I specify oil primers because the molecules of oil (or alkyd) primers are much smaller than those of comparable latex (water based) primers, which allow the material to penetrate deeper into the wood providing you with superior adhesion. Before applying this primer, however, you will need to evaluate the product to determine its viscosity. Many of the best products in this category are very thick and will need to be thinned down so that penetration can occur.
When a very thick primer is applied over wood, very little penetration occurs, leaving most of the product on the surface with very poor adhesion as the substrate expands and contracts.
If this is the case with your chosen product, use some clean paint thinner (mineral spirits) to get your primer to the point where it will penetrate deeply, do not worry about complete coverage yet. Thin is good in this instance, contrary to popular belief.
Also, as tempting as they can be, do not use fast drying primers for this application because they dry much too brittle and will crack and fail within one year as the hot/cold cycle works its magic. Many people find the quick drying materials attractive because they can be finish coated the same day, but for our environment, the substrate expands and contracts too much for a brittle primer.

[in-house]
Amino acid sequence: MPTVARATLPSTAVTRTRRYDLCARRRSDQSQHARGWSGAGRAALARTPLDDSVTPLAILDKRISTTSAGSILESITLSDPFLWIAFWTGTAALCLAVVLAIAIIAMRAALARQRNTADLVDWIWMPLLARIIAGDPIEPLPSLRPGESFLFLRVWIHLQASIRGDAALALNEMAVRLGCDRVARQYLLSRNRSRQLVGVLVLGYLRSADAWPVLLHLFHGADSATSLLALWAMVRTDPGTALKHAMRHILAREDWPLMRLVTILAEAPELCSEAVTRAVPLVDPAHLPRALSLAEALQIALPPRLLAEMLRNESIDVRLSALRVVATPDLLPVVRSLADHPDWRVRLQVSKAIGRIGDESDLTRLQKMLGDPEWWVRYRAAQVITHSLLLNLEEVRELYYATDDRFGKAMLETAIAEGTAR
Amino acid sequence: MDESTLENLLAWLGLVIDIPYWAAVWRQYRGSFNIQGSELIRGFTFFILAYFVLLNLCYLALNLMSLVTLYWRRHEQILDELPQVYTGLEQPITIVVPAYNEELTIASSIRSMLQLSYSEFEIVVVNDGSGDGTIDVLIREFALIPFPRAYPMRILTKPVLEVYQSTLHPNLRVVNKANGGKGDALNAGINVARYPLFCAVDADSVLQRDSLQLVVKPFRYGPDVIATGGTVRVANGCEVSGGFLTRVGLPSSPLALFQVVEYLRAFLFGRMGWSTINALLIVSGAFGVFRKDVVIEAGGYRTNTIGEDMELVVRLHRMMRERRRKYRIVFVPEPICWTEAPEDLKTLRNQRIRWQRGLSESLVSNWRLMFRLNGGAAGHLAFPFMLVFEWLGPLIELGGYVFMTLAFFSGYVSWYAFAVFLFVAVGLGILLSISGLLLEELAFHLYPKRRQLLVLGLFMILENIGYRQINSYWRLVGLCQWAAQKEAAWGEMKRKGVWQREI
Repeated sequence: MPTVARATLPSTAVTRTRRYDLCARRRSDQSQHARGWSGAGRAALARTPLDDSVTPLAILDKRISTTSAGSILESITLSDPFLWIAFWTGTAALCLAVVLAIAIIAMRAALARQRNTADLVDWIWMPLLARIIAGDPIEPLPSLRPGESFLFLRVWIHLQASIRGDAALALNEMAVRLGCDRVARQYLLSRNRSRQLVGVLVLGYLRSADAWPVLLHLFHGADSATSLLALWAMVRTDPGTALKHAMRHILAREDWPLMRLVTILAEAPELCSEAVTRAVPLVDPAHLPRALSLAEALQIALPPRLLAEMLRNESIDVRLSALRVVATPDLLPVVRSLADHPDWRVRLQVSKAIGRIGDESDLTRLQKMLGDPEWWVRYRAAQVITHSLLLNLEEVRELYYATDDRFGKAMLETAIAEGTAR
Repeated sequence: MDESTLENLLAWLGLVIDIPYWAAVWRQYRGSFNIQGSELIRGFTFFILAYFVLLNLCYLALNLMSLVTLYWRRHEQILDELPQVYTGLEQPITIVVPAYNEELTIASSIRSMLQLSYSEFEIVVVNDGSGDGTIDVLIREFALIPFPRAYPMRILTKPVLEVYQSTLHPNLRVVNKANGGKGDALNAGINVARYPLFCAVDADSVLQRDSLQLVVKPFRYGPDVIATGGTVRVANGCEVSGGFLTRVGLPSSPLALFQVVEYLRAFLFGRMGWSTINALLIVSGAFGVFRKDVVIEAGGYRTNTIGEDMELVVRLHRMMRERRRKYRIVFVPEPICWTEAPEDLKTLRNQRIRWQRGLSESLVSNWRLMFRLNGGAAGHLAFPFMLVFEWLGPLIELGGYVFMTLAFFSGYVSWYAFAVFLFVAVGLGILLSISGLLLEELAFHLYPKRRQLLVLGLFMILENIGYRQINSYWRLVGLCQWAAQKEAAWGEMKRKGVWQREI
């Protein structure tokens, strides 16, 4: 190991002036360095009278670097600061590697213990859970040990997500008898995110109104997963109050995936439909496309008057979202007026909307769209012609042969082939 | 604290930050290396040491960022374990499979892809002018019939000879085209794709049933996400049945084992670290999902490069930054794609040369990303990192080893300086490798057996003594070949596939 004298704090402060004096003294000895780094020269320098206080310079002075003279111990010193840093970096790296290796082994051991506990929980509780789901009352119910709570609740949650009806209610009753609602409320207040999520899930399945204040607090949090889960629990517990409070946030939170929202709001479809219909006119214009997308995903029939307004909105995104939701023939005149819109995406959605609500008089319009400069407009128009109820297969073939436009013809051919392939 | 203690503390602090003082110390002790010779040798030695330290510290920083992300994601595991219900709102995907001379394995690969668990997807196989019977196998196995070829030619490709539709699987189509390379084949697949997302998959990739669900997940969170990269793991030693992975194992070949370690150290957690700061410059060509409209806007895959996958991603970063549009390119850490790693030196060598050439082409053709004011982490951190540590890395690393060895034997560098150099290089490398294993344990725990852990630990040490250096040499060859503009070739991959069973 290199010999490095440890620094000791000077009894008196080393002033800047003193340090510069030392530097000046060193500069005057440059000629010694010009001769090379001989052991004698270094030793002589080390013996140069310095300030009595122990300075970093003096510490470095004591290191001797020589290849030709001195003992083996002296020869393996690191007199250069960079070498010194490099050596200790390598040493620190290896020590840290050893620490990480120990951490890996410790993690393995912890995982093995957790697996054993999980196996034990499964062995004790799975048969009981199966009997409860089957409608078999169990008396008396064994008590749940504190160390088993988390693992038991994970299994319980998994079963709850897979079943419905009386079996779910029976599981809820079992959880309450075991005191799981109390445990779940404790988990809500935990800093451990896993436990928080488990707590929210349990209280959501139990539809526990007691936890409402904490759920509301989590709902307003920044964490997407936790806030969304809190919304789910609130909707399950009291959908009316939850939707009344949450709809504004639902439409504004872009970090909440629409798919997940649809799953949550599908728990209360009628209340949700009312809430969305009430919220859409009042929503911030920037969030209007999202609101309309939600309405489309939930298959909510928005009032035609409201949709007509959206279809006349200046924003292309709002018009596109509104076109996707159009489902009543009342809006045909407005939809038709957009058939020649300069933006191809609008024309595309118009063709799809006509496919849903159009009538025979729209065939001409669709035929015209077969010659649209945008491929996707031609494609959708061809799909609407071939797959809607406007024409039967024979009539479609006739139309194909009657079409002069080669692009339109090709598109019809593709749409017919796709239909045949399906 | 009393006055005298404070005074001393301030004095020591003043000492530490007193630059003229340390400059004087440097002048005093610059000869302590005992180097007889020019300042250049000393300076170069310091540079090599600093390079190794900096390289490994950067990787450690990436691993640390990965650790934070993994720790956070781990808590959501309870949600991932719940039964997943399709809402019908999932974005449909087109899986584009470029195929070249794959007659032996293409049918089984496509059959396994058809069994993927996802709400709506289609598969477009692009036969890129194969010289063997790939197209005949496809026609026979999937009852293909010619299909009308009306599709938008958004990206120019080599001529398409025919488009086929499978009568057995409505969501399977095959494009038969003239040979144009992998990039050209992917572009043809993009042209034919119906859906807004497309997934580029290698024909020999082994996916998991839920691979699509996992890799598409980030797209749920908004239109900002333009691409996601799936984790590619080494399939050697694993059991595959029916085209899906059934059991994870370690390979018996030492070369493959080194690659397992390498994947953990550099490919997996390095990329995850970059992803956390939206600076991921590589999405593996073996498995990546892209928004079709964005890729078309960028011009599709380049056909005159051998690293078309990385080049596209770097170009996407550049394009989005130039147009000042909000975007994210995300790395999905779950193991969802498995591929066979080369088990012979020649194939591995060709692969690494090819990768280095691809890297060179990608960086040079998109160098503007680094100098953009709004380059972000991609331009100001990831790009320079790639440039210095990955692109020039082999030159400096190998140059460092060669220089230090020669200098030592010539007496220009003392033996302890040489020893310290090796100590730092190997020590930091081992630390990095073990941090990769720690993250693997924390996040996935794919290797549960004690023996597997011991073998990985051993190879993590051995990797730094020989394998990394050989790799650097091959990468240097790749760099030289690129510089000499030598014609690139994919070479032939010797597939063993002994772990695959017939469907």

The second most common type of wood you may be dealing with is Pressure Treated lumber. This can be identified by a green hue, and a stamp on the wood itself. Most commonly used for railings, decking, and support posts, PT lumber is sometimes used for window and door trim too. If your PT lumber is brand new, I strongly recommend leaving it untreated for at least six months so that it cures properly.
When PT lumber is manufactured, it is permeated with arsenic and stacked for drying. As soon as it stops dripping, it is on the shelves of your lumber yard for sale. While this lumber may appear dry and read under 15% moisture on a moisture meter, it is certainly not cured and will continue to leach the arsenic from within for up to 18 months as it cures.
When painted prior to this curing, frequently the paint will peel as the chemicals try to work their way out of the wood. This has been the topic of many a debate on the Outer Banks and painters have bared the brunt of the responsibility for this peeling, but now you too can consider yourselves educated.
The one exception to this rule is PT that is marked KDAT, or Kiln Dried AFTER Treatment. Very few contractors use this lumber as it is more expensive, but if you are one of the lucky ones, you may successfully paint this immediately.